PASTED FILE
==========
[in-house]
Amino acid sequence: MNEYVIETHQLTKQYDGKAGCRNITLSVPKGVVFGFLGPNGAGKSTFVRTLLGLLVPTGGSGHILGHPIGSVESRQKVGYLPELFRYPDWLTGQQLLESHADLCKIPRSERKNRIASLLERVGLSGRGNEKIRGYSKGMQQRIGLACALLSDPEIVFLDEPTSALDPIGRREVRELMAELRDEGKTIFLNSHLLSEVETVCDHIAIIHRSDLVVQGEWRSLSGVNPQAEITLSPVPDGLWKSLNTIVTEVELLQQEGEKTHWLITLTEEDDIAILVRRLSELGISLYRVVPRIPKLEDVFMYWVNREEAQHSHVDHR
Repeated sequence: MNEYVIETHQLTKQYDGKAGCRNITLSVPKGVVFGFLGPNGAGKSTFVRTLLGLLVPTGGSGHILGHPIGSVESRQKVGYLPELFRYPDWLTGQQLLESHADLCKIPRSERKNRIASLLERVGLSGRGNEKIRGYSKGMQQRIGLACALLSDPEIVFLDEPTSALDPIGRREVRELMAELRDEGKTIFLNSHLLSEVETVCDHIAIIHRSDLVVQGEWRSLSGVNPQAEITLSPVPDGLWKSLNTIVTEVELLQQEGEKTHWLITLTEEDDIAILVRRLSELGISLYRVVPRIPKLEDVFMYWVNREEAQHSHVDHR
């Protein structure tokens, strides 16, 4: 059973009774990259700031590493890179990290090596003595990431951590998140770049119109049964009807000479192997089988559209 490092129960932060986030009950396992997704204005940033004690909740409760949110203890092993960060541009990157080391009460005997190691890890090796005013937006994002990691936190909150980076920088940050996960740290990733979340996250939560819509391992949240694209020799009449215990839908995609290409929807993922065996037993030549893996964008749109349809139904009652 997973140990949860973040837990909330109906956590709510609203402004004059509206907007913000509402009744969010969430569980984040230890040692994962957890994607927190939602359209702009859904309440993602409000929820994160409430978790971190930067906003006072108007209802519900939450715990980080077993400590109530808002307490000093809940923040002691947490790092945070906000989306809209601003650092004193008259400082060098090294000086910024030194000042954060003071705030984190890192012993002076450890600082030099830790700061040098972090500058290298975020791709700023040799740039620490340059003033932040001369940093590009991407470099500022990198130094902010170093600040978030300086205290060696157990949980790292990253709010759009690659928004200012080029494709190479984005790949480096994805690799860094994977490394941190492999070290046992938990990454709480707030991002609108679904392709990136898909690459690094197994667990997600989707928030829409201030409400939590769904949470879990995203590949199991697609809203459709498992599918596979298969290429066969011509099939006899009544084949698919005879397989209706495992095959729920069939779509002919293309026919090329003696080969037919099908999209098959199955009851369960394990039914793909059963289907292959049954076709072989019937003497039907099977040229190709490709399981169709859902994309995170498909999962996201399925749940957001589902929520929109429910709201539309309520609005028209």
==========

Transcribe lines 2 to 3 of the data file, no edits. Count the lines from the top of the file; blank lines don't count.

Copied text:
Amino acid sequence: MNEYVIETHQLTKQYDGKAGCRNITLSVPKGVVFGFLGPNGAGKSTFVRTLLGLLVPTGGSGHILGHPIGSVESRQKVGYLPELFRYPDWLTGQQLLESHADLCKIPRSERKNRIASLLERVGLSGRGNEKIRGYSKGMQQRIGLACALLSDPEIVFLDEPTSALDPIGRREVRELMAELRDEGKTIFLNSHLLSEVETVCDHIAIIHRSDLVVQGEWRSLSGVNPQAEITLSPVPDGLWKSLNTIVTEVELLQQEGEKTHWLITLTEEDDIAILVRRLSELGISLYRVVPRIPKLEDVFMYWVNREEAQHSHVDHR
Repeated sequence: MNEYVIETHQLTKQYDGKAGCRNITLSVPKGVVFGFLGPNGAGKSTFVRTLLGLLVPTGGSGHILGHPIGSVESRQKVGYLPELFRYPDWLTGQQLLESHADLCKIPRSERKNRIASLLERVGLSGRGNEKIRGYSKGMQQRIGLACALLSDPEIVFLDEPTSALDPIGRREVRELMAELRDEGKTIFLNSHLLSEVETVCDHIAIIHRSDLVVQGEWRSLSGVNPQAEITLSPVPDGLWKSLNTIVTEVELLQQEGEKTHWLITLTEEDDIAILVRRLSELGISLYRVVPRIPKLEDVFMYWVNREEAQHSHVDHR